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Virology and cancer biology: DNA viruses associated with transformation and tumor formation. The discovery of tumor suppressor genes
Published on November 30, 2020 47 min
A selection of talks on Cancer
Connecting aging and cancer through the lens of evolution
- Prof. James DeGregori
- University of Colorado, USA
Hello, my name is Lynn Enquist, I'm a professor of molecular biology at Princeton University. Today, I want to continue my discussion of virology in cancer biology. In particular, I want to talk to you about DNA viruses that are associated with transformation in tumor formation and focus on the early work that led to the discovery of tumor-suppressor genes.
If we recall from the previous lecture, on the left side of this slide I discussed how retroviruses that cause tumors were discovered, and our basic understanding of how they cause cells to grow out of control, and how they came together in the 1960s and '70s to give us this unified theory of cell growth control. Today, I want to talk about the study of DNA virus transformation. They didn't reveal much about oncogenes, but rather they revealed how the cell cycle was regulated. This started in the 1920s with the discovery of some viruses that caused tumors in animals, in the 1930s, discovering warts caused by a papilloma virus in rabbits, in the late 1950s and early 1960s how certain DNA viruses transform cells in vitro , and the discovery of polyoma virus.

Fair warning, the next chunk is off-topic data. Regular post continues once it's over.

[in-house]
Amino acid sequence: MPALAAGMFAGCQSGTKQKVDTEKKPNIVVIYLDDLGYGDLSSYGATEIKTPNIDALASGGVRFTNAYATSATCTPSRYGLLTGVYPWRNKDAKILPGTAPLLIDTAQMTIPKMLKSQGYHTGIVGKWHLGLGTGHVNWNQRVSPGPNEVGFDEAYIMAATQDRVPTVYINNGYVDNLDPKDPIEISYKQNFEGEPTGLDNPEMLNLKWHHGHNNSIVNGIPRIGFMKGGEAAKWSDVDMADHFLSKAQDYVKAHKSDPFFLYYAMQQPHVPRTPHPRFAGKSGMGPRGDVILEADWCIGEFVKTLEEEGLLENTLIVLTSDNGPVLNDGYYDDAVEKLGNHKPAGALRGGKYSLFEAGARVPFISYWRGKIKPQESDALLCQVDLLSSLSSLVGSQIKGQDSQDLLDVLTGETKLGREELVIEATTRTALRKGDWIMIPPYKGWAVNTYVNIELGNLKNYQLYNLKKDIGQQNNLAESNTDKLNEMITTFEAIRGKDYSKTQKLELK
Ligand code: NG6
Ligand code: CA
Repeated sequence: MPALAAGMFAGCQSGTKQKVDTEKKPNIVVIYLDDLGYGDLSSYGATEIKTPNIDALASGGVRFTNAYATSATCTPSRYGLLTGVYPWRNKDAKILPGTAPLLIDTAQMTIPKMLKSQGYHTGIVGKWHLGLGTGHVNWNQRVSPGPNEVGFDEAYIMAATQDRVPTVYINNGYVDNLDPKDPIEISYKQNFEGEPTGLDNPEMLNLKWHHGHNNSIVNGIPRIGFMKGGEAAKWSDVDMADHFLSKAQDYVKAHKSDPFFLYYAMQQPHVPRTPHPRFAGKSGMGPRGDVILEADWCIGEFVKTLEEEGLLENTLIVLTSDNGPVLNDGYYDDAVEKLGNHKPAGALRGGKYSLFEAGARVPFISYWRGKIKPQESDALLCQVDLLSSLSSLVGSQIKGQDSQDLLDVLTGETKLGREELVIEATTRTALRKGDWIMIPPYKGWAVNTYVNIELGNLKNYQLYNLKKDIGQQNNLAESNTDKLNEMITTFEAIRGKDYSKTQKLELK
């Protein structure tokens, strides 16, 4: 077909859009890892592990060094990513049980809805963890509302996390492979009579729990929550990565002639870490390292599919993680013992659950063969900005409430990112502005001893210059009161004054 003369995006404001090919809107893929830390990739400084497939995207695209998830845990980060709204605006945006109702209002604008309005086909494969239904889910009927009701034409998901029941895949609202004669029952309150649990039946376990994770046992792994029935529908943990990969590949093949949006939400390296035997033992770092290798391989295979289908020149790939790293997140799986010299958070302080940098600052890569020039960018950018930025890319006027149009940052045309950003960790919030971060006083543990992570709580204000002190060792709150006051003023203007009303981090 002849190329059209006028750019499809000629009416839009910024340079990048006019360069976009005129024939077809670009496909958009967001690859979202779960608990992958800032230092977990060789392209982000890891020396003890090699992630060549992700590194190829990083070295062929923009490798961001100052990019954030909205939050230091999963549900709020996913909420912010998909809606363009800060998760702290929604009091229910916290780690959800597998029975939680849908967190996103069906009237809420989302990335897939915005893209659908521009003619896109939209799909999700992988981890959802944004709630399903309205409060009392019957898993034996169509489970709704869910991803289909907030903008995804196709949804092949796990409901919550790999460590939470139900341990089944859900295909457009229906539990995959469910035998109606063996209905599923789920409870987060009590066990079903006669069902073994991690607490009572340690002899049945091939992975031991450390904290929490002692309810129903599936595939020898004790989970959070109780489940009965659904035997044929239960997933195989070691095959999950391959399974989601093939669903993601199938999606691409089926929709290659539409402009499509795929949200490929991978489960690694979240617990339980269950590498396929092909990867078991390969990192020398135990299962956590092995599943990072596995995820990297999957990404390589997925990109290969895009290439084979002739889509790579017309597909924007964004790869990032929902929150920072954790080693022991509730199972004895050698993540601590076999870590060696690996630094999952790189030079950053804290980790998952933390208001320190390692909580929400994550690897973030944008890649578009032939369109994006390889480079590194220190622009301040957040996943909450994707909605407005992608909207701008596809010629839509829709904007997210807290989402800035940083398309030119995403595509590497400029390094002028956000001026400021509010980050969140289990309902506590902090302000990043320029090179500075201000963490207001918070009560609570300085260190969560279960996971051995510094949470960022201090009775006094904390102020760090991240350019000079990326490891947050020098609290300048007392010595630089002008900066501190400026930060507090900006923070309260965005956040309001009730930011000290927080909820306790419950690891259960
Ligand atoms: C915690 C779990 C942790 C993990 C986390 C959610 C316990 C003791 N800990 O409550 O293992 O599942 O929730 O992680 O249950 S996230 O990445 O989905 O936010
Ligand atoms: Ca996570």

The beginnings were the discovery of a virus that was involved in the formation of papillomas in cottontail rabbits, it's called CRPV. A papilloma is a benign epithelial tumor that essentially causes warts. You can see on the head of this cottontail rabbit these growths, these fibromas that were growing out. It was benign, the tumors didn't directly kill the animal, but they interfered with feeding and breathing and everything. They were very obvious, and in 1933 Richard Shope and Weston Hurst discovered the fact that if they ground up these warts, made cell-free filtrates and injected the filtered material into rabbits, they could transmit the capacity to form these fibromas. Once again, a filterable agent was involved in tumor formation. At this time, they had a better understanding what a virus was and so they figured out it must be due to a virus that caused this particular tumor. Even though they were onto this very early, it took at least 18 or 20 or so years to characterize what the virus was.